Following a task force meeting on September 15, 2010, Meehan learned that, on or about May 26, 2009, a police officer patrolling in the town of Monroe had observed a Dodge Caravan swerve over the double yellow line in the road several times. The officer pulled the Caravan over and, because there was heavy traffic, directed the driver to a nearby parking lot. As the driver of the Caravan began to pull into the parking lot, a Lincoln Navigator pulled up alongside the Caravan. The Lincoln's driver briefly spoke to the driver of the Caravan, then drove away. The Caravan continued into the parking lot but, while the van was still in gear, the driver opened the door and fled on foot. Although the officers attempted to pursue the driver, he was never apprehended or identified. The rear seats of the Caravan, which had been stolen in Bridgeport just prior to the incident, had been removed. The Lincoln Navigator was stopped moments later. At the time of the stop, the defendant, who was driving that vehicle, informed the officers that he was a student at Southern Connecticut State University (Southern) and played for the football team. After being questioned by the officers, the defendant was allowed to leave.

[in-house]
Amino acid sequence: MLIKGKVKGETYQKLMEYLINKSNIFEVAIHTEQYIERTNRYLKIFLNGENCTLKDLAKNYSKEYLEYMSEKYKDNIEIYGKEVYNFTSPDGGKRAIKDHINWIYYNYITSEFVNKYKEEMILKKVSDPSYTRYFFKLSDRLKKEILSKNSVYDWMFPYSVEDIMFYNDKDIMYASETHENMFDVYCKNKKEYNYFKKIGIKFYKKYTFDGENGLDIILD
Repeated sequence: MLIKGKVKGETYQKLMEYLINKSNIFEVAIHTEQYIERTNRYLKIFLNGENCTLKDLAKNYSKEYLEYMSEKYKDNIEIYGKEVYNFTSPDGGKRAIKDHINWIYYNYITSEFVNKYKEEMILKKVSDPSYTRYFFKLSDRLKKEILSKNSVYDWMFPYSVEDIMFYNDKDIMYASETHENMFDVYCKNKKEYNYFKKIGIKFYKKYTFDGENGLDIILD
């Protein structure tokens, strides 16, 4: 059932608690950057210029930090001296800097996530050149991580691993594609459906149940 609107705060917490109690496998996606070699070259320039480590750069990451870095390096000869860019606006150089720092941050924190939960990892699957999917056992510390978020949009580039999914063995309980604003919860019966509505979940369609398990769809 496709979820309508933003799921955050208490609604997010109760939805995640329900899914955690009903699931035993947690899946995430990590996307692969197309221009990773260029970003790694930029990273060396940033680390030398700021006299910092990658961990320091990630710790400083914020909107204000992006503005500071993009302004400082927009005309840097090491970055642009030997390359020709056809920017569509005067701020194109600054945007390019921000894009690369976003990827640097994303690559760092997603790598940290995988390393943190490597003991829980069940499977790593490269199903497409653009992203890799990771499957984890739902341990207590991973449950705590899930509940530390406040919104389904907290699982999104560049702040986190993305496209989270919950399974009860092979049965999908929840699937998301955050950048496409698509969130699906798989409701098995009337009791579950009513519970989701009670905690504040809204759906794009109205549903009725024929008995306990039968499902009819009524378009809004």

Meehan subsequently began investigating the defendant. From the campus police at Southern, Meehan obtained the defendant's cell phone number and his address in New Haven, a location not far from where a couple of the stolen vehicles had been recovered. When Meehan ranacriminal history check on the defendant, he discovered that he previously had been convicted of burglary and larceny. Specifically, the defendant had been convicted of committing two burglaries over the course of several weeks at a gun shop. Of particular interest to Meehan was the fact that the defendant had used a vehicle to smash through the front door to enter the shop.

         On October 4, 2010, Meehan and other police officers conducted overnight surveillance of the defendant. Sometime after 10 p.m., they observed the defendant leave his house, get into his car and drive to the cemetery where three of the stolen ATMs had been recovered approximately two weeks earlier. The officers followed him to the cemetery, where he remained for a few minutes. He then returned to his home and did not leave for the rest of the night.